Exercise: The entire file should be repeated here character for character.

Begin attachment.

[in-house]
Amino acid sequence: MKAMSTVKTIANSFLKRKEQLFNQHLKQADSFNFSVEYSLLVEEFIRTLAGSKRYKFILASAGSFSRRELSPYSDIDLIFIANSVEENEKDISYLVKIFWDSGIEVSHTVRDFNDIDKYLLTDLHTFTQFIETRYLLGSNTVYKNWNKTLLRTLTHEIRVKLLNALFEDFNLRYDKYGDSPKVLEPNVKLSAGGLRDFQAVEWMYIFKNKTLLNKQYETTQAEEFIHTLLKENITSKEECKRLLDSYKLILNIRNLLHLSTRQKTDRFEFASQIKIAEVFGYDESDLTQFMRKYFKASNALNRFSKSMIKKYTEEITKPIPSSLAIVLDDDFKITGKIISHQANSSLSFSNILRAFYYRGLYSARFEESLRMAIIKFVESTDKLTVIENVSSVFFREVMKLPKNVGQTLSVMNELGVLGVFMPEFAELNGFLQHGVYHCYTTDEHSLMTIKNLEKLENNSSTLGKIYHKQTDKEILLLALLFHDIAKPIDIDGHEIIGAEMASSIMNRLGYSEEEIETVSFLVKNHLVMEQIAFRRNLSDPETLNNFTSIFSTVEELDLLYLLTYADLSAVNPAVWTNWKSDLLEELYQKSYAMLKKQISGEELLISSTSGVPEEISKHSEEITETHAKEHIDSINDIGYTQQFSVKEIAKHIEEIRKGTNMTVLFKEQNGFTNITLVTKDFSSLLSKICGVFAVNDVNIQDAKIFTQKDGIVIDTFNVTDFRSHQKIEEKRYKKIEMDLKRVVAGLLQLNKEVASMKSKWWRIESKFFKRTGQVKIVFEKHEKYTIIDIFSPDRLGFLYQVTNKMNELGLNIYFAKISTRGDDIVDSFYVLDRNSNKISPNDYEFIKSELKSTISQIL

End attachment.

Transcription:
[in-house]
Amino acid sequence: MKAMSTVKTIANSFLKRKEQLFNQHLKQADSFNFSVEYSLLVEEFIRTLAGSKRYKFILASAGSFSRRELSPYSDIDLIFIANSVEENEKDISYLVKIFWDSGIEVSHTVRDFNDIDKYLLTDLHTFTQFIETRYLLGSNTVYKNWNKTLLRTLTHEIRVKLLNALFEDFNLRYDKYGDSPKVLEPNVKLSAGGLRDFQAVEWMYIFKNKTLLNKQYETTQAEEFIHTLLKENITSKEECKRLLDSYKLILNIRNLLHLSTRQKTDRFEFASQIKIAEVFGYDESDLTQFMRKYFKASNALNRFSKSMIKKYTEEITKPIPSSLAIVLDDDFKITGKIISHQANSSLSFSNILRAFYYRGLYSARFEESLRMAIIKFVESTDKLTVIENVSSVFFREVMKLPKNVGQTLSVMNELGVLGVFMPEFAELNGFLQHGVYHCYTTDEHSLMTIKNLEKLENNSSTLGKIYHKQTDKEILLLALLFHDIAKPIDIDGHEIIGAEMASSIMNRLGYSEEEIETVSFLVKNHLVMEQIAFRRNLSDPETLNNFTSIFSTVEELDLLYLLTYADLSAVNPAVWTNWKSDLLEELYQKSYAMLKKQISGEELLISSTSGVPEEISKHSEEITETHAKEHIDSINDIGYTQQFSVKEIAKHIEEIRKGTNMTVLFKEQNGFTNITLVTKDFSSLLSKICGVFAVNDVNIQDAKIFTQKDGIVIDTFNVTDFRSHQKIEEKRYKKIEMDLKRVVAGLLQLNKEVASMKSKWWRIESKFFKRTGQVKIVFEKHEKYTIIDIFSPDRLGFLYQVTNKMNELGLNIYFAKISTRGDDIVDSFYVLDRNSNKISPNDYEFIKSELKSTISQIL